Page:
Largest COVID-19 outbreak in Garfield County forces Ross Montessori school online
A week before the Thanksgiving holiday, the Ross Montessori School in Carbondale closed earlier.
The largest COVID-19 outbreak reported in Garfield County since the start of the pandemic has led the K-8 charter school to switch to distance learning for the week, starting Monday.
According to data from the Colorado Department of Public Health and Environment, 46 students – nearly 15% of its workforce – and 10 staff have tested positive for COVID-19 since October 11. According to data as of November 11, the 56 cumulative cases are the strongest individual outbreaks reported in Garfield County, surpassing 55 at the E. Dene Moore Care Center in Rifle in November 2020.
A letter sent to parents by the school showed 20 positive tests from students and six from staff in the past two weeks. As of Nov. 16, 10 students and one staff member were still in quarantine, according to the school.
The plan is for classes to resume in person on November 29, after the Thanksgiving break.
“I know the school is going to do everything operationally to try to be in person,” said Ross Montessori board chairman Paul Smith. “We are like everyone else in hoping that the wave of the delta variant passes and that our families who decide to have their children aged 5 to 11 vaccinated have the opportunity to do so with this two week break. “
No high school student tested positive for the Nov. 11 letter, but 10 of 11 elementary-level classes had at least one student tested positive.
The school does not mandate vaccinations for students or staff, but has put in place requirements for masks, cohort isolation and ventilation measures. He declined to offer specific vaccination rates, but said they were “high” in the letter to parents.
“Since our state does not require COVID vaccination for children, we only know if parents let us know,” said Ross Montessori school principal Sonya Hemmen. “They don’t have to tell us.”
In the letter of November 11, he rejected the idea of hosting a vaccination clinic at the school. Two parents had requested an on-site vaccination clinic, which goes against the school’s philosophy, according to the letter.
“We have no interest in this vaccination program or any other,” reads the letter, signed by Hemmen and the board. “We want to assure you that it is not consistent with our role as a school and not as a health facility to prick students with needles.”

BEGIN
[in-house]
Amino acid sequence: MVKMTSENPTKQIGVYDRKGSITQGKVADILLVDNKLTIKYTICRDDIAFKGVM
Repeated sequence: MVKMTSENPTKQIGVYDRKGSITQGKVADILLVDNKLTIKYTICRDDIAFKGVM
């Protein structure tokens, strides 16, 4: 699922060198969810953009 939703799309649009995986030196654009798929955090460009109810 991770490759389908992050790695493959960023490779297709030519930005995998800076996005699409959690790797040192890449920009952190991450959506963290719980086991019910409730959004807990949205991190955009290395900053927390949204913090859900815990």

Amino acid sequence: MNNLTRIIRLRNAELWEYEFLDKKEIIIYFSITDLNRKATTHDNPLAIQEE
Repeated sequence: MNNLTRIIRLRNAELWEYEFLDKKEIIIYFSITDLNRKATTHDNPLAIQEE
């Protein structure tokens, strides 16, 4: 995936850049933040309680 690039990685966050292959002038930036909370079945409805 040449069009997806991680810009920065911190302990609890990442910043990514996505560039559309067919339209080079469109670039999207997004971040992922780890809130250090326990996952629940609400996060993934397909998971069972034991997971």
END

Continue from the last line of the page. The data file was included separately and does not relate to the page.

Ross Montessori is one of three local schools with an active outbreak as described by the Colorado Department of Public Health and Environment in its most recent report.
Grand Valley High School in Parachute reported a total of 18 cases – including 17 students – after the first report on October 19. According to Garfield County Public Health, the Grand Valley outbreak was considered resolved on Monday. It was the second-largest outbreak in a county school, after Ross Montessori’s.
Active outbreaks are marked as resolved by the Colorado Department of Public Health and Environment after 28 days with no new cases.
Cornerstone Christian School in Basalt reportedly had 17 cumulative cases as of November 10, including the death of a longtime staff member. The school faces an Eagle County public health order that controls how students and staff who test positive can become eligible to return to school.
Ross Montessori faces no public health orders and has voluntarily chosen to temporarily shut down, working closely with Garfield County Public Health once a staff member tested positive in late September, said school officials.
The school would have had enough healthy staff to stay open, but has followed requests from staff to move online “for more time to recover from illness,” the letter said. He took similar action the week before winter recess last year due to COVID-19 cases, Smith said.
The school has not set any benchmarks for returning in person and intends to resume classes normally after the break.
“In a Montessori school, we just can’t duplicate what happens in a classroom at home,” said Mandi Franz, education coach for Ross Montessori. “What we have in our classroom and what our teachers do on a regular basis and the communication that occurs between students and collaboration is just best done in person. “
Garfield County Public Health was keen to point out that travel during the Thanksgiving holiday could exacerbate a worsening trend in COVID-19 cases.
“Compared to that time a year ago when vaccines were just becoming a tool that we could use to reduce cases, we are almost back to that level with the number of cases,” said the spokesperson for the Garfield County Public Health, Carrie Godes. “This is an important time to remind the families who come together, the working parents, that this has an impact on your household. It impacts your school, your workplace, and your family.